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Passengers Make Drivers Safer

By raccars Published

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A study by scientists at the University of Illinois suggests that motorists could drive more safely if they are accompanied by a passenger. While a conversation partner at the end of a mobile phone is considered a dangerous distraction, passengers who share the driver's view of the road moderate their chat accordingly. This has a knock on effect upon the driver's behaviour, making them pay more attention to the road. Passengers with driving experience are the most helpful.

The investigation saw four test scenarios enacted in a simulator: driving alone, driving while in conversation with a passenger, driving while conversing on a hands free mobile phone and driving on conversation with a third party who has the driver's view of the road through a hands free videophone. The test also threw in a number of standard driving challenges, such as merging with other traffic and negotiating roads with other drivers' unpredictable behaviour.

Scientists recorded drivers' performance via their lateral manoeuvres, distance from other vehicles, collisions, speed and how successfully they did or didn't identify and take a specified exit. Drivers' speech patterns and eye movements were also tracked.

As has been shown by previous studies, driving alone produced by far the best results. While passengers can be helpful to drivers looking for exits and interpreting road signs, lone drivers experienced fewer collisions than those accompanied by a passenger. Predictably, drivers using a mobile phone produced the worst results in the simulator testing and were three times more likely to have a collision.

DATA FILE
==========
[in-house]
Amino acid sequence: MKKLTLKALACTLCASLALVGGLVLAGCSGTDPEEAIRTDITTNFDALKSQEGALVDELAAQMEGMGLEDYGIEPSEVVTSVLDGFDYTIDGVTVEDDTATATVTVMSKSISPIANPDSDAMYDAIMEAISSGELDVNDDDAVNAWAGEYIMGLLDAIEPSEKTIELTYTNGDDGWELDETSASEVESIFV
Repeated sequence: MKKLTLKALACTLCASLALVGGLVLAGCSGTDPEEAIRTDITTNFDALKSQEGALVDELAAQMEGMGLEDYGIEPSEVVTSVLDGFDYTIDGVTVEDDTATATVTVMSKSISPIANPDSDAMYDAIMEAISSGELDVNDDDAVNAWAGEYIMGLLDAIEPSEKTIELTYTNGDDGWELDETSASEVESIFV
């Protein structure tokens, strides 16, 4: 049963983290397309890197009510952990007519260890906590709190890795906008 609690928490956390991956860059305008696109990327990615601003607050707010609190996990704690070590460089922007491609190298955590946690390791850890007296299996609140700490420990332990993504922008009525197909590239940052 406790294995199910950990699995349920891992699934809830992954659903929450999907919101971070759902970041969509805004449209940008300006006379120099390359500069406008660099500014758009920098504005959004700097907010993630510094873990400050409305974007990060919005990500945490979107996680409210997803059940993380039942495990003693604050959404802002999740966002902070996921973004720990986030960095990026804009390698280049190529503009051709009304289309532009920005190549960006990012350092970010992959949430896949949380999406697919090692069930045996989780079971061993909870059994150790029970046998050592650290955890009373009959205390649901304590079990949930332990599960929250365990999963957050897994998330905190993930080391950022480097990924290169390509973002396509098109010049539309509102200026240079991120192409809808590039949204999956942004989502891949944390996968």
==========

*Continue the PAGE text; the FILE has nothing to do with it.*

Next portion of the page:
The drivers in conversation with a virtual passenger via videophone, however, were less likely to experience a collision than those talking to somebody without the same view of the road, such as on a mobile phone. It is believed that passengers who can see the road adjust their conversation according to the road conditions, so that they stop speaking while the driver was busy negotiating an unexpected event, for example. Conversation partners with a view of the road were also able to advise drivers of potentially tricky upcoming situations on the road. Videophone conversations in fact resulted in 40%-50% fewer collisions than conversations via hands free mobiles.

An American company is fighting the use of mobile phones at the wheel by developing a gun that can detect drivers sending text messages. The device is designed to discern a text message from the different frequencies used during phone calls or data transfer, and even to identify which passenger in a car is performing the action, so drivers will be unable to blame their passengers if caught.

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